But, I was steadfast. And I remained firm on my decision and did everything to get through.
When I look back, just saying “yes” to opportunities that came my way took me places (literally!).
How I got a work visa to move to the Netherlands from South Africa?
The Netherlands offers a “highly skilled migrant” visa, which multinational companies use for employing expats. However, the employer needs to be a “recognized sponsor” by the IND (Immigration and Naturalization Service).
The company that hired me looked after my visa. For more information, visit ind.nl.
Changing Employers as an Expat In The Netherlands
My first job in the Netherlands was at EY, Rotterdam in the audit industry. Unfortunately, after a few weeks, I realized I did not want to be in Audit anymore. So, immediately after joining EY, Rotterdam, I started looking for a new position outside the audit industry.
These were the main challenges that I faced:
- I had moved to a new country (with minimum support and no backup plan) for a job that didn’t give me happiness or satisfaction. I felt helpless and stupid at the same time.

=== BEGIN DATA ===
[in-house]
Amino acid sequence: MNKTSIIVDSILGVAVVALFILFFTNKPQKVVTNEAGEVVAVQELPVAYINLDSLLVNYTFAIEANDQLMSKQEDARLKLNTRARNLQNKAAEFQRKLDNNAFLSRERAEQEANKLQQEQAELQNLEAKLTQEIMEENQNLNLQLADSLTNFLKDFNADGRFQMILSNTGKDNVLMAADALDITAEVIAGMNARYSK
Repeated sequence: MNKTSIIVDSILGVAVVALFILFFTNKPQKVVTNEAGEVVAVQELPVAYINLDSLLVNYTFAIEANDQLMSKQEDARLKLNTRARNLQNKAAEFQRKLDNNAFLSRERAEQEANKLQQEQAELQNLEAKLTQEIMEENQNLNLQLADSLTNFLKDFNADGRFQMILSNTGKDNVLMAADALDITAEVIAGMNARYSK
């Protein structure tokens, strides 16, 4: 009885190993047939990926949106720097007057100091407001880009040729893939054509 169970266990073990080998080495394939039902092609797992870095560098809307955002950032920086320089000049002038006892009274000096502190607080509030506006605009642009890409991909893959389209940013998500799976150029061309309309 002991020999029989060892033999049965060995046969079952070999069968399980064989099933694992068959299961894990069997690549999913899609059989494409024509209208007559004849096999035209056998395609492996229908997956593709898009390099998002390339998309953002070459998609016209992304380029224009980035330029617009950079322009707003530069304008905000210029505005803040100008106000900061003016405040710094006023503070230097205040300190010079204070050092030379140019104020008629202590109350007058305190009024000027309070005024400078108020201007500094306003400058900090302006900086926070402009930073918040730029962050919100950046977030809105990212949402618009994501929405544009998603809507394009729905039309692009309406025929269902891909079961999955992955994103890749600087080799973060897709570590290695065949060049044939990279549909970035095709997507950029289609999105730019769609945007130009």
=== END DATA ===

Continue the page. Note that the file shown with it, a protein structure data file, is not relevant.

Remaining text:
- Finding an opportunity that I was really interested in was very difficult. I had to look for another job quickly; and at the same time, ensure that the new job keeps my career trajectory graph pointing up.
I decided to continue my current job as it was better to endure short-term pain till the time I got the right opportunity.
I kept looking.
And I struck gold. I found a fitting role as a Financial Analyst through LinkedIn at one of the world’s biggest companies - HEINEKEN, Amsterdam.
Truly, I couldn’t have asked for better work culture and colleagues, and an environment that allows its employees to learn, grow and succeed. (No wonder they create the best beer in the world!)
In retrospect, I am happy that I waited for the right opportunity and never stopped looking.
Living And Working In The Netherlands As An Expat
It was great!
Yes, it does take time to get accustomed to everything when moving to a new country - the environment, the food, the culture. Everything is new.
I didn’t know the roads, the way to my home, the public transport or even the local language. I messed up a lot. I used to get lost. Only to discover something wonderful along the way.
People! You can’t get everything right every time. So, don’t be afraid to make mistakes. It is inevitable. I made mine too. But, know that it is all part of a process.
I was open to the change and embraced it with open arms. And I kept learning.
Based on my experiences, it is amazing to live and work in the Netherlands. It has many Dutch companies and even multinational companies offering opportunities to people worldwide.
I was particularly struck by the country’s work culture. Key take-away points: